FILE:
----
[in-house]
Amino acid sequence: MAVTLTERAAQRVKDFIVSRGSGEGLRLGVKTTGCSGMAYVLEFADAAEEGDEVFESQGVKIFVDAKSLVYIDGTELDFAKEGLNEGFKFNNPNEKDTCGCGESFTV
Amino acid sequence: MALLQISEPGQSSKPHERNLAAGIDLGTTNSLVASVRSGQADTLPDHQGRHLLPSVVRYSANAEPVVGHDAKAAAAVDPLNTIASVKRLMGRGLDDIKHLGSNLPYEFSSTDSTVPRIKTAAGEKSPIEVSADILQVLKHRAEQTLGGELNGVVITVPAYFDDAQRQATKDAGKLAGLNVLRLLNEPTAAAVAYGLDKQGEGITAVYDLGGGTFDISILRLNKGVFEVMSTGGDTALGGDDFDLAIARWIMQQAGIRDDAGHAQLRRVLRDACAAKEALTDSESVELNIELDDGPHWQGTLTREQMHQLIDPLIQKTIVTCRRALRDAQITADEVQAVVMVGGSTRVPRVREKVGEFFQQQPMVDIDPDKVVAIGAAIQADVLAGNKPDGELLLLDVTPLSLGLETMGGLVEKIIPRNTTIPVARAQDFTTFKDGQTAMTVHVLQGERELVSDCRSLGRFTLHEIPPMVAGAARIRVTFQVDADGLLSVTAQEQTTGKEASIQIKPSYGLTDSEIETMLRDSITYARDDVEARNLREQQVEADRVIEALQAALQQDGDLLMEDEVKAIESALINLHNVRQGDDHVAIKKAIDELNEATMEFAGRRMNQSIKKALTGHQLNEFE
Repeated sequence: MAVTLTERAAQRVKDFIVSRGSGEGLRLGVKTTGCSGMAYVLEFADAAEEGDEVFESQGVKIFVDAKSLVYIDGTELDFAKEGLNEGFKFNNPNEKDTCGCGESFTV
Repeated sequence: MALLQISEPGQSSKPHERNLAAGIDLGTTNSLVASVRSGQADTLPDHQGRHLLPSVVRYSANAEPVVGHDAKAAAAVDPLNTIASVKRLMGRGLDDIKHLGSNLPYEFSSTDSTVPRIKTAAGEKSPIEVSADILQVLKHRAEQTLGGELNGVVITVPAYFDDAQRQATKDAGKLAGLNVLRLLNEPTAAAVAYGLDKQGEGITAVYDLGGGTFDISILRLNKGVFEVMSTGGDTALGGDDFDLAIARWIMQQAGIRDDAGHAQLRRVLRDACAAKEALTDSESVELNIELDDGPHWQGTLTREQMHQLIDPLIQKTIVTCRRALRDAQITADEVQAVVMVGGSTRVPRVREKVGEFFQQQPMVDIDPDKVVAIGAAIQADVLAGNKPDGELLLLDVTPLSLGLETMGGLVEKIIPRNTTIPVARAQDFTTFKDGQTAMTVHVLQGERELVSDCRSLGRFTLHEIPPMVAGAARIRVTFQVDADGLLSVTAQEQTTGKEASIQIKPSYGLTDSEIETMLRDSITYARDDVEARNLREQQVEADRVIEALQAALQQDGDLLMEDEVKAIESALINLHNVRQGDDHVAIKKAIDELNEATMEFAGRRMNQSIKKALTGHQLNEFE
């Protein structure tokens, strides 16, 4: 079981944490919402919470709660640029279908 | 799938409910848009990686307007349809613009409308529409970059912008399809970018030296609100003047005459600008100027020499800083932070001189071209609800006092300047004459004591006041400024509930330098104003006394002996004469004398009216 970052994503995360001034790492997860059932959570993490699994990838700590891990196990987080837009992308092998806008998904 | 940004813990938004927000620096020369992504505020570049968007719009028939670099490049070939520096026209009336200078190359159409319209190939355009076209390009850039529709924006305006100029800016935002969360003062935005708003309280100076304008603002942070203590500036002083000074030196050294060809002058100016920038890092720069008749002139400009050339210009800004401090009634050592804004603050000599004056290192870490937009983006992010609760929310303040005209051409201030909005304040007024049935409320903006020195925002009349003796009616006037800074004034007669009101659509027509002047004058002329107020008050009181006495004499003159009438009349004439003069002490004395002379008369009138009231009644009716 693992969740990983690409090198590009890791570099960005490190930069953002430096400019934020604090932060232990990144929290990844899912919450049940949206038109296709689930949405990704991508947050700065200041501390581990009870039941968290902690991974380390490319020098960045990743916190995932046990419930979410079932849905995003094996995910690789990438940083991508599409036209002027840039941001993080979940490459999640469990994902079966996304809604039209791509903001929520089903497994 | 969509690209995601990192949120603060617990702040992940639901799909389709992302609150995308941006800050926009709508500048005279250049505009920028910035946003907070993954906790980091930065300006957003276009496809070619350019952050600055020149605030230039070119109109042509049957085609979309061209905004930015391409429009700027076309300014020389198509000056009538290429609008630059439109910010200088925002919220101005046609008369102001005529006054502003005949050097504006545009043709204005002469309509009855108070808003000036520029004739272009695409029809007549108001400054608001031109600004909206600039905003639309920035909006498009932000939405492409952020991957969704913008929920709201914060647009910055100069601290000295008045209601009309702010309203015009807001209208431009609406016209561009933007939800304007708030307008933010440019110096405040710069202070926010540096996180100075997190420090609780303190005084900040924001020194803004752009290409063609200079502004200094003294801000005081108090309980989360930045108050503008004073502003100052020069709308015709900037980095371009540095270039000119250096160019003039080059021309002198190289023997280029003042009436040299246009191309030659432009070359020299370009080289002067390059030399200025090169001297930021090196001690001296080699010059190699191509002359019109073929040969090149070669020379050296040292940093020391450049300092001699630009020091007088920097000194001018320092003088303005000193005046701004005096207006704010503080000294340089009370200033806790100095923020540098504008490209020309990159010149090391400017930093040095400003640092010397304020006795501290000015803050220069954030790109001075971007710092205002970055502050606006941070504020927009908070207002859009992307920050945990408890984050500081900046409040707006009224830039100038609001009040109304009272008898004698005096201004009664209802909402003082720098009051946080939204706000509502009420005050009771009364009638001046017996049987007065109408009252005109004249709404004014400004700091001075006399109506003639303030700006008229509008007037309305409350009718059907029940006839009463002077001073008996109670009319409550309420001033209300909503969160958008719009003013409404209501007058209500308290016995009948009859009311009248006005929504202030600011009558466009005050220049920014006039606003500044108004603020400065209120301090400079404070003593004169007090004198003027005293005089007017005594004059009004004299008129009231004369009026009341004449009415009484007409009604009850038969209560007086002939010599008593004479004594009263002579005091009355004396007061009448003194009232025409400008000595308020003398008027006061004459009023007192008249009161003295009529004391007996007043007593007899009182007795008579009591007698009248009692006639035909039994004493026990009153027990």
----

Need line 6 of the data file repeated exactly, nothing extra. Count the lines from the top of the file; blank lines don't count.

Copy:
């Protein structure tokens, strides 16, 4: 079981944490919402919470709660640029279908 | 799938409910848009990686307007349809613009409308529409970059912008399809970018030296609100003047005459600008100027020499800083932070001189071209609800006092300047004459004591006041400024509930330098104003006394002996004469004398009216 970052994503995360001034790492997860059932959570993490699994990838700590891990196990987080837009992308092998806008998904 | 940004813990938004927000620096020369992504505020570049968007719009028939670099490049070939520096026209009336200078190359159409319209190939355009076209390009850039529709924006305006100029800016935002969360003062935005708003309280100076304008603002942070203590500036002083000074030196050294060809002058100016920038890092720069008749002139400009050339210009800004401090009634050592804004603050000599004056290192870490937009983006992010609760929310303040005209051409201030909005304040007024049935409320903006020195925002009349003796009616006037800074004034007669009101659509027509002047004058002329107020008050009181006495004499003159009438009349004439003069002490004395002379008369009138009231009644009716 693992969740990983690409090198590009890791570099960005490190930069953002430096400019934020604090932060232990990144929290990844899912919450049940949206038109296709689930949405990704991508947050700065200041501390581990009870039941968290902690991974380390490319020098960045990743916190995932046990419930979410079932849905995003094996995910690789990438940083991508599409036209002027840039941001993080979940490459999640469990994902079966996304809604039209791509903001929520089903497994 | 969509690209995601990192949120603060617990702040992940639901799909389709992302609150995308941006800050926009709508500048005279250049505009920028910035946003907070993954906790980091930065300006957003276009496809070619350019952050600055020149605030230039070119109109042509049957085609979309061209905004930015391409429009700027076309300014020389198509000056009538290429609008630059439109910010200088925002919220101005046609008369102001005529006054502003005949050097504006545009043709204005002469309509009855108070808003000036520029004739272009695409029809007549108001400054608001031109600004909206600039905003639309920035909006498009932000939405492409952020991957969704913008929920709201914060647009910055100069601290000295008045209601009309702010309203015009807001209208431009609406016209561009933007939800304007708030307008933010440019110096405040710069202070926010540096996180100075997190420090609780303190005084900040924001020194803004752009290409063609200079502004200094003294801000005081108090309980989360930045108050503008004073502003100052020069709308015709900037980095371009540095270039000119250096160019003039080059021309002198190289023997280029003042009436040299246009191309030659432009070359020299370009080289002067390059030399200025090169001297930021090196001690001296080699010059190699191509002359019109073929040969090149070669020379050296040292940093020391450049300092001699630009020091007088920097000194001018320092003088303005000193005046701004005096207006704010503080000294340089009370200033806790100095923020540098504008490209020309990159010149090391400017930093040095400003640092010397304020006795501290000015803050220069954030790109001075971007710092205002970055502050606006941070504020927009908070207002859009992307920050945990408890984050500081900046409040707006009224830039100038609001009040109304009272008898004698005096201004009664209802909402003082720098009051946080939204706000509502009420005050009771009364009638001046017996049987007065109408009252005109004249709404004014400004700091001075006399109506003639303030700006008229509008007037309305409350009718059907029940006839009463002077001073008996109670009319409550309420001033209300909503969160958008719009003013409404209501007058209500308290016995009948009859009311009248006005929504202030600011009558466009005050220049920014006039606003500044108004603020400065209120301090400079404070003593004169007090004198003027005293005089007017005594004059009004004299008129009231004369009026009341004449009415009484007409009604009850038969209560007086002939010599008593004479004594009263002579005091009355004396007061009448003194009232025409400008000595308020003398008027006061004459009023007192008249009161003295009529004391007996007043007593007899009182007795008579009591007698009248009692006639035909039994004493026990009153027990």